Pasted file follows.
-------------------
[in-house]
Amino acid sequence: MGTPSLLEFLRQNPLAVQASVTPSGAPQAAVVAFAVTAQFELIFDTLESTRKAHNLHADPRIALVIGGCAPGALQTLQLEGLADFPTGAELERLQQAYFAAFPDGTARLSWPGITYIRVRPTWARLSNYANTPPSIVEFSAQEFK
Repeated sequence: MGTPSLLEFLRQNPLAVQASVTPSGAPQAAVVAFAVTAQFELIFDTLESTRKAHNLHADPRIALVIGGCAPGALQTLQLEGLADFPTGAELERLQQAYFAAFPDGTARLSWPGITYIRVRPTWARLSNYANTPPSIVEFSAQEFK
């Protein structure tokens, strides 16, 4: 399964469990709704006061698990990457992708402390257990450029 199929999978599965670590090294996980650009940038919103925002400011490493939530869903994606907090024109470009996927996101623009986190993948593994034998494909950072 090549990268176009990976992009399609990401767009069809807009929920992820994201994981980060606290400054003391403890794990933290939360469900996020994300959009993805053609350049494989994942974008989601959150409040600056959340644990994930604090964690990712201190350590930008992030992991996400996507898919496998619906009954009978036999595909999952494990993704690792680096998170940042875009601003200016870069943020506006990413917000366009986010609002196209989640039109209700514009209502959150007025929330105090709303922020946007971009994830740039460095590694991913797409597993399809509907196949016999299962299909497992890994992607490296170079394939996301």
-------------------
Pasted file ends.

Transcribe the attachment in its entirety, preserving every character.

[in-house]
Amino acid sequence: MGTPSLLEFLRQNPLAVQASVTPSGAPQAAVVAFAVTAQFELIFDTLESTRKAHNLHADPRIALVIGGCAPGALQTLQLEGLADFPTGAELERLQQAYFAAFPDGTARLSWPGITYIRVRPTWARLSNYANTPPSIVEFSAQEFK
Repeated sequence: MGTPSLLEFLRQNPLAVQASVTPSGAPQAAVVAFAVTAQFELIFDTLESTRKAHNLHADPRIALVIGGCAPGALQTLQLEGLADFPTGAELERLQQAYFAAFPDGTARLSWPGITYIRVRPTWARLSNYANTPPSIVEFSAQEFK
């Protein structure tokens, strides 16, 4: 399964469990709704006061698990990457992708402390257990450029 199929999978599965670590090294996980650009940038919103925002400011490493939530869903994606907090024109470009996927996101623009986190993948593994034998494909950072 090549990268176009990976992009399609990401767009069809807009929920992820994201994981980060606290400054003391403890794990933290939360469900996020994300959009993805053609350049494989994942974008989601959150409040600056959340644990994930604090964690990712201190350590930008992030992991996400996507898919496998619906009954009978036999595909999952494990993704690792680096998170940042875009601003200016870069943020506006990413917000366009986010609002196209989640039109209700514009209502959150007025929330105090709303922020946007971009994830740039460095590694991913797409597993399809509907196949016999299962299909497992890994992607490296170079394939996301």